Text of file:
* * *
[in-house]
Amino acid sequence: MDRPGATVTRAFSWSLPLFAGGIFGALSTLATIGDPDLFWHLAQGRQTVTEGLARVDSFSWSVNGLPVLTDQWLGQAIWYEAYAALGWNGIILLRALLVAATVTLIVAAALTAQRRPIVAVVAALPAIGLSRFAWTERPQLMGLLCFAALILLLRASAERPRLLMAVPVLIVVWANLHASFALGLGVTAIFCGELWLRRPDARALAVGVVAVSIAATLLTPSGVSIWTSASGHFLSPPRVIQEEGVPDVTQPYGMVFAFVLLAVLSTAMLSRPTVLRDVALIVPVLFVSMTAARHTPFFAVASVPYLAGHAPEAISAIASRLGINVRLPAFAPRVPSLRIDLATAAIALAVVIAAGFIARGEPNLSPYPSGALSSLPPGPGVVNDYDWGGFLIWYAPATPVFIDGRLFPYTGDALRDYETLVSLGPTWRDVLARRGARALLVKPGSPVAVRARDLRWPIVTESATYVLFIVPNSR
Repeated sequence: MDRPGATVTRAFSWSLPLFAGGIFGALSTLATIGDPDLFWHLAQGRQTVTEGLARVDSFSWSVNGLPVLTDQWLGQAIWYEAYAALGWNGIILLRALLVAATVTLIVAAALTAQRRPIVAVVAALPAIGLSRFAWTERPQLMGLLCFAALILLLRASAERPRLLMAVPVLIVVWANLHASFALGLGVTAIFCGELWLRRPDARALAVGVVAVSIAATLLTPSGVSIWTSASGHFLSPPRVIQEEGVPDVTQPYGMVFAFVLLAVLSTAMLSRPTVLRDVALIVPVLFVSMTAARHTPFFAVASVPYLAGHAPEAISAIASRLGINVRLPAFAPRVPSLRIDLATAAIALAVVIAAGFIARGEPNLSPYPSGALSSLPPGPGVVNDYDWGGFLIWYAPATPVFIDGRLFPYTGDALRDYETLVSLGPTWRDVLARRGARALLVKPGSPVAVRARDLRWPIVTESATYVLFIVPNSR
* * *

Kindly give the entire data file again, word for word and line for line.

[in-house]
Amino acid sequence: MDRPGATVTRAFSWSLPLFAGGIFGALSTLATIGDPDLFWHLAQGRQTVTEGLARVDSFSWSVNGLPVLTDQWLGQAIWYEAYAALGWNGIILLRALLVAATVTLIVAAALTAQRRPIVAVVAALPAIGLSRFAWTERPQLMGLLCFAALILLLRASAERPRLLMAVPVLIVVWANLHASFALGLGVTAIFCGELWLRRPDARALAVGVVAVSIAATLLTPSGVSIWTSASGHFLSPPRVIQEEGVPDVTQPYGMVFAFVLLAVLSTAMLSRPTVLRDVALIVPVLFVSMTAARHTPFFAVASVPYLAGHAPEAISAIASRLGINVRLPAFAPRVPSLRIDLATAAIALAVVIAAGFIARGEPNLSPYPSGALSSLPPGPGVVNDYDWGGFLIWYAPATPVFIDGRLFPYTGDALRDYETLVSLGPTWRDVLARRGARALLVKPGSPVAVRARDLRWPIVTESATYVLFIVPNSR
Repeated sequence: MDRPGATVTRAFSWSLPLFAGGIFGALSTLATIGDPDLFWHLAQGRQTVTEGLARVDSFSWSVNGLPVLTDQWLGQAIWYEAYAALGWNGIILLRALLVAATVTLIVAAALTAQRRPIVAVVAALPAIGLSRFAWTERPQLMGLLCFAALILLLRASAERPRLLMAVPVLIVVWANLHASFALGLGVTAIFCGELWLRRPDARALAVGVVAVSIAATLLTPSGVSIWTSASGHFLSPPRVIQEEGVPDVTQPYGMVFAFVLLAVLSTAMLSRPTVLRDVALIVPVLFVSMTAARHTPFFAVASVPYLAGHAPEAISAIASRLGINVRLPAFAPRVPSLRIDLATAAIALAVVIAAGFIARGEPNLSPYPSGALSSLPPGPGVVNDYDWGGFLIWYAPATPVFIDGRLFPYTGDALRDYETLVSLGPTWRDVLARRGARALLVKPGSPVAVRARDLRWPIVTESATYVLFIVPNSR